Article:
Death Comes to Pemberley (2013)

 
Reviewer: Charity Bishop

What is the BBC to do on the eve of Pride & Prejudice's 200th anniversary? They dare not remake the classic miniseries that made Colin Firth a global phenomenon, and recent years also saw a much shorter remake. Yet, it's wrong to let such an occasion go by uncelebrated -- so they reached into modern fiction and plucked Lizzie and Darcy out of a best-selling novel for an entirely new adventure.

  

Six years into their marriage, Pemberley is in a tizzy the day before the ball. Lizzie (Anna Maxwell Martin) is busy overseeing the staff and trying to keep their rambunctious son out of trouble. Her husband (Matthew Rhys) is storming about the house complaining about the noise and impending guests. Downstairs, the kitchens are frenzied and the excitement increases when two maids come screaming into the house claiming to have seen a ghost in the woods. Her reappearance always means impending danger in the house.

 

Then the guests begin to arrive. First comes Colonel Fitzwilliam (Tom Ward), who has his romantic eye on Darcy's younger sister Georgiana (Eleanor Tomlinson). Unfortunately, her affections reside with the dashing young barrister, Henry (James Norton). But one arrival is quite unexpected -- at dusk, a carriage careens down the road with a screaming Lydia (Jenna Louise Coleman) inside. Her husband Wickham (Matthew Goode) dashed out into the woods after an upset fellow soldier and ten minutes later gunshots were heard. Irritated that once again he must deal with his "wayward brother," Darcy heads out into the arriving storm -- and discovers a dead man, his friend crumpled above him crying out "it's all my fault..."

 

Murder is afoot at Pemberley and the local magistrate soon involved. But what seems like an open and shut case (at least in the eyes of the locals) unravels into a complex web of lies that involves deception, blackmail, infidelity, and more ghosts from Darcy's past, as he faces a bitter truth and amends matters with an old adversary. I haven't read the book on which this is based but from what I understand, the BBC has improved on it in some ways. It's a clever approach to married life at Pemberley and in some respects it's wonderful -- a chance to revisit familiar faces in a new setting. Certain characters are just as we expect them to be -- Lydia in particular shines thanks to Coleman's luminous acting (she's the first actress I've ever seen who made me like Lydia). Lady Catherine drops in for some ill-timed advice, we get a few minutes with Jane, and more of a chance to familiarize ourselves with Georgiana. But then it falters a bit. Darcy is somewhat different from the original, but Lizzie is barely recognizable -- a very serious, mild-mannered people-pleaser; it's hard to buy her as the energetic, witty, sarcastic and at times insulting Lizzie of Jane Austen's novel. She's very likable -- she's just not Elizabeth! Fans of the original novel won't like what's done to some of the secondary characters, either -- but I can't say why, without risking the twisty plot.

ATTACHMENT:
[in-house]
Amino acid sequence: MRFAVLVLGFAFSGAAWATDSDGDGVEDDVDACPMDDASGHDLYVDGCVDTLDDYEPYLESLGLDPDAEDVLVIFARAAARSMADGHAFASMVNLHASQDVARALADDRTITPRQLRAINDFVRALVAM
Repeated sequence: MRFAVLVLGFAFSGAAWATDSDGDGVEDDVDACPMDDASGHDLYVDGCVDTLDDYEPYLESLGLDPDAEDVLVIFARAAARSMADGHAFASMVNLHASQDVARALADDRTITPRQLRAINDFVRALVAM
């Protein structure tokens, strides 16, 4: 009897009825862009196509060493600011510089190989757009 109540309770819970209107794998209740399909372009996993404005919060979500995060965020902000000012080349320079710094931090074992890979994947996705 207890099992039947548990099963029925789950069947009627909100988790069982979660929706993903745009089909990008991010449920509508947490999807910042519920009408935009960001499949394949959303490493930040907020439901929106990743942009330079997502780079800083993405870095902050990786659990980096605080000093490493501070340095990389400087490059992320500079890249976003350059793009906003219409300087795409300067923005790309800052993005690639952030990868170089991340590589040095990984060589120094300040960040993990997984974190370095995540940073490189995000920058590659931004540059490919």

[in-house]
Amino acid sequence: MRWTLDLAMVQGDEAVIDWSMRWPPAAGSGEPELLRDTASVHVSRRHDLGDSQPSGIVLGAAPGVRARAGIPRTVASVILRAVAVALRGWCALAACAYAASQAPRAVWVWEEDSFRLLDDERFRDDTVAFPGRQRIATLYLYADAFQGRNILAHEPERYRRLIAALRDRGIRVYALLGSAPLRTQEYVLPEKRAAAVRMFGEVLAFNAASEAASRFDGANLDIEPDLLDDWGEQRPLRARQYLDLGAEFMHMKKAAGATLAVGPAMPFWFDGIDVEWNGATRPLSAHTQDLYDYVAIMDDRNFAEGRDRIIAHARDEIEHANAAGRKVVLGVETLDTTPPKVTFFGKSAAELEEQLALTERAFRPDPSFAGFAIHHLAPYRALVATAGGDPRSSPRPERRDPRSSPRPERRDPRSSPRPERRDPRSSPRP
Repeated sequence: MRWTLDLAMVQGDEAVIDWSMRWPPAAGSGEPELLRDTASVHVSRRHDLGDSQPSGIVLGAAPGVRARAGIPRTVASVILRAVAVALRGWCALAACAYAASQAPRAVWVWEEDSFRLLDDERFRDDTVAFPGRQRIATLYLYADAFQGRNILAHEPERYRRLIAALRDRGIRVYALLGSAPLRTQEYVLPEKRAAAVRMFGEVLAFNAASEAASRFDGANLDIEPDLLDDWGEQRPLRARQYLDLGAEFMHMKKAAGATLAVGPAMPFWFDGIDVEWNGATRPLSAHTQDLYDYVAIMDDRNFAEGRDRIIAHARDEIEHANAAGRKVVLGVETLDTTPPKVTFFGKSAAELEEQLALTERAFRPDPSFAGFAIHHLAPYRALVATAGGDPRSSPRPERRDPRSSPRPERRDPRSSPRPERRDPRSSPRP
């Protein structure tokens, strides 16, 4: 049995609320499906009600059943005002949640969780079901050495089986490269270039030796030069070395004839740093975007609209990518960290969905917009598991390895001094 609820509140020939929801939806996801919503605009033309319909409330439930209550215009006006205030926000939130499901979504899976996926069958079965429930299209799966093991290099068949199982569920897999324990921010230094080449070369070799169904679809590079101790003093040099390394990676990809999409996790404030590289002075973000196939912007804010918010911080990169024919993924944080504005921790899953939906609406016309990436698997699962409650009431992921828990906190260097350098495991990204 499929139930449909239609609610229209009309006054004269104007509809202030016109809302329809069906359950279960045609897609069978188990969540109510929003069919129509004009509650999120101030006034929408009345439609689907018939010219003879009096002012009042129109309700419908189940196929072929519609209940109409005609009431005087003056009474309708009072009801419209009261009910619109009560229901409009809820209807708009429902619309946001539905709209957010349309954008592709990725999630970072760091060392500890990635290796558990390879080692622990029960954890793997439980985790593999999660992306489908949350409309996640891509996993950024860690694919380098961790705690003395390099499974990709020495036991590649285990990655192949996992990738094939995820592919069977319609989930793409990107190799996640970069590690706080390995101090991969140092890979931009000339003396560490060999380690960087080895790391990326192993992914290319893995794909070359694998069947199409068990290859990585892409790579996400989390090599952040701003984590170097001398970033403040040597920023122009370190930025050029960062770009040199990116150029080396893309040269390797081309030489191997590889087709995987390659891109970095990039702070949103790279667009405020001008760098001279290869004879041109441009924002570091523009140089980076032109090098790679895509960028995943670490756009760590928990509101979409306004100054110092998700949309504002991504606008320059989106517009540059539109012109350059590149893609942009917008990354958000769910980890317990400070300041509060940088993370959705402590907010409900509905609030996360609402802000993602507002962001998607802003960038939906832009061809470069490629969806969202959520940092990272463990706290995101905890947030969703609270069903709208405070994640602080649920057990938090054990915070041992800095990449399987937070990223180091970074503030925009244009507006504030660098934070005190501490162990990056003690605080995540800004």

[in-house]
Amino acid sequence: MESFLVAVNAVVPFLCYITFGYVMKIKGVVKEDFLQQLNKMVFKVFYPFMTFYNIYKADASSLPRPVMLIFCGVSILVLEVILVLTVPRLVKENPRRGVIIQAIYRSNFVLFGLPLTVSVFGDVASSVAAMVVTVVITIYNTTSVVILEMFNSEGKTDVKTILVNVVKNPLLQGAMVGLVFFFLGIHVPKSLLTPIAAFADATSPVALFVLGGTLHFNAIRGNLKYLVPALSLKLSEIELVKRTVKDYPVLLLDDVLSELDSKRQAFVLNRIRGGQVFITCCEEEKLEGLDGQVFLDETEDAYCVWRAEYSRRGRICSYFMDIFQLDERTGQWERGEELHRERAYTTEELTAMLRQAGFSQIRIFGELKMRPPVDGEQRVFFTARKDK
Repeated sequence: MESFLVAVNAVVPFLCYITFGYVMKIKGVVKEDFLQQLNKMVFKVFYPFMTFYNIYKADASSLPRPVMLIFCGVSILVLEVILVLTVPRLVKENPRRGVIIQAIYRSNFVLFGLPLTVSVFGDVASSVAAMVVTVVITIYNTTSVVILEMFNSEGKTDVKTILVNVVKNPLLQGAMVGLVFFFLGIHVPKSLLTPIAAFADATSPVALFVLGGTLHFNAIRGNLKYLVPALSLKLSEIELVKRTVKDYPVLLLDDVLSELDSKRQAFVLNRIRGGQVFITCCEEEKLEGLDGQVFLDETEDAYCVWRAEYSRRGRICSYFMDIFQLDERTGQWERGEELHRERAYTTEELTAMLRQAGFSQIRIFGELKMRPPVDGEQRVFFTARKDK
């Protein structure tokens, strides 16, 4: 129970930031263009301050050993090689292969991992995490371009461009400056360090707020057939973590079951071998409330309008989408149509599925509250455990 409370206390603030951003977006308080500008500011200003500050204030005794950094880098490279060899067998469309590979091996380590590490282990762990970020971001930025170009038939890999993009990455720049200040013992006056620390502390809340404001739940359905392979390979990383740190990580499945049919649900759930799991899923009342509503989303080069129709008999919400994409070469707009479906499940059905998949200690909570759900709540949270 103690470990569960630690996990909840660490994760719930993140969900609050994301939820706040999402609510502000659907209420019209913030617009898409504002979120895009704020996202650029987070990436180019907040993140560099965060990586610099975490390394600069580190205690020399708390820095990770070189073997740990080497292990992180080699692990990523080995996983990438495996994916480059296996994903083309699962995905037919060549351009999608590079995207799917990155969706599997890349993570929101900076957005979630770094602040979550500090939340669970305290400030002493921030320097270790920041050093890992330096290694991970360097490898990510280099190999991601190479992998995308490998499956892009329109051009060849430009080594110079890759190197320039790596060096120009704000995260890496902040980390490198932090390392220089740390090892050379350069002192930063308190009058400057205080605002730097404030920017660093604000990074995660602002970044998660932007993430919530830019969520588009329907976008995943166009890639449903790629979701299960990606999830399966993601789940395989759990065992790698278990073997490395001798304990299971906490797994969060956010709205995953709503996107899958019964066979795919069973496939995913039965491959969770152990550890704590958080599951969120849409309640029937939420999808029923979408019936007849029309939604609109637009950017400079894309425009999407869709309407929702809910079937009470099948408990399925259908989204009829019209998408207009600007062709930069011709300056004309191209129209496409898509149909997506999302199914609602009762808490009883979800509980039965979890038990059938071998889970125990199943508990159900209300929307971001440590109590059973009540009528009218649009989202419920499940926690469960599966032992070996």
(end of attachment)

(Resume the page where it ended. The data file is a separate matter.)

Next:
It has a smart cast, a gorgeous setting, and enough twists and turns to lead the audience on while also weaving in clues as to what really happened. If it has one fault, it's that it can be redundant as we go over the evidence multiple times (listening to it a third time in the courtroom slows the film to a crawl, since we've already heard this evidence several times). But the good moments are very good and it has a sense of hilarity throughout -- even though this is serious business, these are the Bennet-Darcys, after all! It plays serious but always with a hint of humor.
  

  

Sexual Content:

An unmarried woman has a child; a love scene between a husband and wife (kissing, removing clothes -- no movement or nudity, other than her showing some leg).
  
  

Language:

Occasional profanities.

  

Violence:

Implications of a young boy being hanged; several men are hanged; a man is bashed in the face with a stick; a bloody wound on the back of the head.

    

Other:

Frequent social drinking.